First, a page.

Teaching the trade: Hamilton County Master Gardeners re-open training program

Master Gardener Kim Jenks maintains the AAS Flower Bed at the Hamilton County 4-H Fairgrounds in Noblesville with fellow master gardeners Priscilla Strong, left, and Marilyn Edwards, back. (Photo by Sadie Hunter)

Master Gardener Kim Jenks maintains the AAS Flower Bed at the Hamilton County 4-H Fairgrounds in Noblesville with fellow master gardeners Priscilla Strong, left, and Marilyn Edwards, back. (Photo by Sadie Hunter)

By Kayce Patton

 

Hamilton County Master Gardeners are looking for more to join their ranks, re-opening and re-instating its annual intern-training program this month.

The program offers area residents the opportunity to start from scratch in their knowledge of gardening to then volunteer after the program to complete various community-service projects and, eventually, become a master.

Beginning Aug. 23, classes will be held each Tuesday and Thursday from 1 to 4 p.m. through Oct. 11.

The intern-training program is an annual event that was on a hiatus last year due to Noblesville’s Purdue Extension Educator Bill Rice retiring. It is returning this year under the direction of Diane Turner.

According to Turner, the Extension Educator of Ag and Natural Resources in Hamilton County, there are currently 302 active members in the Hamilton County Master Gardener Program, which celebrated its 30th anniversary last year, coordinated by Hamilton County Purdue Extension office in Noblesville.

The class is open to all residents, 18 and older, of Hamilton and surrounding counties. However, there is limited space. The program is accepting 40 people into the 2016 training class.

Turner said the program is designed to meet the gardening needs of the community.

“The purpose of the program is to teach people more about growing plants and to more effectively provide plant-related information,” Turner said. “In return, volunteers benefit greatly from gaining a network of avid gardeners, access to continuing education opportunities throughout the year, and the ability to give back to the community.”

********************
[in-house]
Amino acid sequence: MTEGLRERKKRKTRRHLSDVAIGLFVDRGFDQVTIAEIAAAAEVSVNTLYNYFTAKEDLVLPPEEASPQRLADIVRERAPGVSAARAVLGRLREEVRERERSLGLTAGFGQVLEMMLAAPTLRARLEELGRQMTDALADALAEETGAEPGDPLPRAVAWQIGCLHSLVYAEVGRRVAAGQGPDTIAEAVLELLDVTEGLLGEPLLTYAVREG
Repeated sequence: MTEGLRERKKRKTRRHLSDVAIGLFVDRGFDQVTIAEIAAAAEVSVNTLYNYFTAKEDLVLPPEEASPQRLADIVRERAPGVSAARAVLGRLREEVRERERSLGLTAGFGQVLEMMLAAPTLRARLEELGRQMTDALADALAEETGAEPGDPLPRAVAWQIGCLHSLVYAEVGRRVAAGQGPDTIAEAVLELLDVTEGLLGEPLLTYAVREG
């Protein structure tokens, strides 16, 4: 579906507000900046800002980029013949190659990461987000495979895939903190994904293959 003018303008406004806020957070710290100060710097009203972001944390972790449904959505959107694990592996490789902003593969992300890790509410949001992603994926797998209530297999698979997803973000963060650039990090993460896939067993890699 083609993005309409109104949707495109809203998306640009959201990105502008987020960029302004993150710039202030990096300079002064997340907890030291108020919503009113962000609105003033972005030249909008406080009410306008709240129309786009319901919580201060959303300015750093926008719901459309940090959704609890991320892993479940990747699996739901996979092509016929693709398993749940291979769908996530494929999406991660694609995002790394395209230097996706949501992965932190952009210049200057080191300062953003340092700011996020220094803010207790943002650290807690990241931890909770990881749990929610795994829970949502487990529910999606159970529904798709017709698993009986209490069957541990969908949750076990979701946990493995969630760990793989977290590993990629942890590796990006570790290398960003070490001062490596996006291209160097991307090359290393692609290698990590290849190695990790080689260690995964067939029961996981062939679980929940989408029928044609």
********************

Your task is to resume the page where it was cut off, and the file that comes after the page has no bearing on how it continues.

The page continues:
Turner said the program provides selected gardeners with 35 hours of education in horticulture and home gardening. Participants who complete the program then donate another 35 hours of volunteer time to gardening services, which involves planting and maintaining garden projects all over the county, including several flowerbeds and a rose garden at the Hamilton County 4-H Fairgrounds in Noblesville.

After hours are completed, students of the class are certified as Master Gardener Volunteers, however, they must donate time yearly to maintain certification.

“Volunteer opportunities can consist of such services as answering garden questions, working with schools on their garden projects, working on community-approved (and) community-beautification projects, or assisting in other public education-related activities,” Turner said. “There are currently dozens of opportunities for completing your volunteer activity service – nearly all with an education focus.”

The Purdue Master Gardener volunteers are trained and certified to serve Purdue University by assisting Purdue Extension county offices with home horticulture and gardening education.

Hamilton County Master Gardener Association Treasurer Debbie Hager said the overall goal of the program is to promote and educate the community on good gardening practices.

“The Purdue Master Gardener Program is a volunteer training program designed to meet the gardening information needs of the community,” Hager said. “The purpose of the program is to teach people more about growing plants and to more effectively provide plant-related information. In return, volunteers benefit greatly from gaining a network of avid gardeners, access to continuing education opportunities throughout the year, and the ability to give back to the community.”

Once interns complete the program, they are invited to join the Hamilton County Master Gardeners Association and are encouraged to partake in various educational practices – among more than 70 options – through display gardens, meetings, workshops and bonding with fellow members.

Master Gardener Debbie Hager, right, pulls weeds in Parsons Patch – named after former Purdue Extension Education Raleigh Parsons – at the Hamilton County 4-H Fairgrounds in Noblesville with Master Gardener Patricia Henderson. (Photo by Sadie Hunter)

Master Gardener Debbie Hager, right, pulls weeds in Parsons Patch – named after former Purdue Extension Education Raleigh Parsons – at the Hamilton County 4-H Fairgrounds in Noblesville with Master Gardener Patricia Henderson. (Photo by Sadie Hunter)

TAKE THE COURSE

What: Hamilton County Master Gardener’s Intern Program.

When: 1 to 4 p.m. Tuesdays and Thursdays, Aug. 23 to Oct. 11.

Where: Hamilton County 4-H Fairgrounds, 2003 Pleasant St., Noblesville.

Cost: $165. Covers reference notebooks, mailings and name badges that later become part of the participants’ personal collection.

Apply: Visit hcmga.org/how-to-become-a-master-gardener to download an application or visit the Extension Office at the fairgrounds to pick one up.

Contact: Diane Turner, 317-776-0854.

MASTER GARDENER CERTIFICATION LEVELS

Certification level

Total volunteer hours

Total training hours

Master gardener

35

26

Advanced master gardener

60

45

Advanced – Bronze

200

60

Advanced – Silver

500

75

Advances – Gold

1,000

100

Additional gold levels

Additional 1,000

Additional 100

You may also like...

Leave a Reply

Your email address will not be published.